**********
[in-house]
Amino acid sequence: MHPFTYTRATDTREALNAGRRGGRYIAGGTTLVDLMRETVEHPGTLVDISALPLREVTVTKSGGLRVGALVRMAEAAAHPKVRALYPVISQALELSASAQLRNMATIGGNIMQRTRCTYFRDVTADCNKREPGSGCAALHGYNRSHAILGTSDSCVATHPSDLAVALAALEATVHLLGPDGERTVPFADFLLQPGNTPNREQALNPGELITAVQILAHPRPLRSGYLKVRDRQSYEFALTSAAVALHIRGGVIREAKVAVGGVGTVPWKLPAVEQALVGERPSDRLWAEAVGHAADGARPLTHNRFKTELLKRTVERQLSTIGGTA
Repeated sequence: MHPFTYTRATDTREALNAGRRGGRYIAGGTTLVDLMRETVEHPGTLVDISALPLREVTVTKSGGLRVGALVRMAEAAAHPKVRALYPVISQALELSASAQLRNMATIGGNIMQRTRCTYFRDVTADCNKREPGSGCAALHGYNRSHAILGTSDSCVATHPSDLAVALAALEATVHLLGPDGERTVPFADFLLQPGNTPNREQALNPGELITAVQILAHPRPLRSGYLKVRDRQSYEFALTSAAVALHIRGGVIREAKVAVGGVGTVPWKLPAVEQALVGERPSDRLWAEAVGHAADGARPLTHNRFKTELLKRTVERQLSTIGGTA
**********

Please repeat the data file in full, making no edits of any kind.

[in-house]
Amino acid sequence: MHPFTYTRATDTREALNAGRRGGRYIAGGTTLVDLMRETVEHPGTLVDISALPLREVTVTKSGGLRVGALVRMAEAAAHPKVRALYPVISQALELSASAQLRNMATIGGNIMQRTRCTYFRDVTADCNKREPGSGCAALHGYNRSHAILGTSDSCVATHPSDLAVALAALEATVHLLGPDGERTVPFADFLLQPGNTPNREQALNPGELITAVQILAHPRPLRSGYLKVRDRQSYEFALTSAAVALHIRGGVIREAKVAVGGVGTVPWKLPAVEQALVGERPSDRLWAEAVGHAADGARPLTHNRFKTELLKRTVERQLSTIGGTA
Repeated sequence: MHPFTYTRATDTREALNAGRRGGRYIAGGTTLVDLMRETVEHPGTLVDISALPLREVTVTKSGGLRVGALVRMAEAAAHPKVRALYPVISQALELSASAQLRNMATIGGNIMQRTRCTYFRDVTADCNKREPGSGCAALHGYNRSHAILGTSDSCVATHPSDLAVALAALEATVHLLGPDGERTVPFADFLLQPGNTPNREQALNPGELITAVQILAHPRPLRSGYLKVRDRQSYEFALTSAAVALHIRGGVIREAKVAVGGVGTVPWKLPAVEQALVGERPSDRLWAEAVGHAADGARPLTHNRFKTELLKRTVERQLSTIGGTA